Existing-home sales were at a seasonally adjusted annual rate of 5.29 million as of the end of the first quarter – slightly higher than the annual pace of 5.26 million recorded at the end of the first quarter in 2015, according to the National Association of Realtors (NAR).
As a result, NAR is forecasting that this could be the strongest year for existing-home sales since 2006.
“The housing market continues to expand at a moderate pace in spite of the fact that home prices are rising too fast in some areas because of insufficient supply fueled by the grossly inadequate number of new single-family homes being constructed,” said Lawrence Yun, chief economist for NAR, during his midyear economic and housing forecast, which he presented during the recent Realtors Legislative Meetings & Trade Expo. “The good news is that pending sales in recent months have remained stable and should support a modest gain in home sales heading into the summer.”
Demand has mostly remained strong – especially in the top job-producing metro areas – and is being upheld by mortgage rates near three-year lows and the 14 million jobs gained since 2010, Yun explained.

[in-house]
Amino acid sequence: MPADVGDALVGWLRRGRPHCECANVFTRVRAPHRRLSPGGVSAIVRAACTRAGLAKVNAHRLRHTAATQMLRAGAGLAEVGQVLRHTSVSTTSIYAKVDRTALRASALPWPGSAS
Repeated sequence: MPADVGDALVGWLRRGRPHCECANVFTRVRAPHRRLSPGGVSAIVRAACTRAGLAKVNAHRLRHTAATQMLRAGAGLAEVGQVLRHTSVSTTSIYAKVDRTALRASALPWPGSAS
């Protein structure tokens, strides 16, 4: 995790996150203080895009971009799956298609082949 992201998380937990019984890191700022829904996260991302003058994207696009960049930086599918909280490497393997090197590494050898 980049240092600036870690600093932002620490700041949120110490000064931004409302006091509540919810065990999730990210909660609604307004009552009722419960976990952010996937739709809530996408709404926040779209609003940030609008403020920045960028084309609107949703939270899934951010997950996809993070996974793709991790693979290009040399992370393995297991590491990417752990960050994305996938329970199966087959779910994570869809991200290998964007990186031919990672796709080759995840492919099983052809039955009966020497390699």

Yun forecasts that existing sales will finish 2016 at a pace of around 5.40 million – the best year since 2006 (6.48 million). After increasing 6.8% in 2015, the national median existing-home price is forecast to increase between 4% and 5% this year.
Also speaking at the Expo was Sen. Elizabeth Warren, D-Mass., who told the crowd that student debt is one of the major factors holding back home sales. She pointed out that seven out of every 10 college graduates are thousands of dollars in debt due to student loans. Many of them spend countless years afterward repaying the debt at high interest rates.
“Student debt is crushing young people – it’s hurting the nation’s economy and delaying the opportunity for many to buy their first home,” said Warren, who cited NAR’s 2015 Profile of Home Buyers and Sellers data on the percent share of first-time buyers remaining at its lowest point in nearly three decades (32%). “Every monthly payment going to reducing their student debt could instead be money going toward saving for a down payment on a house.”
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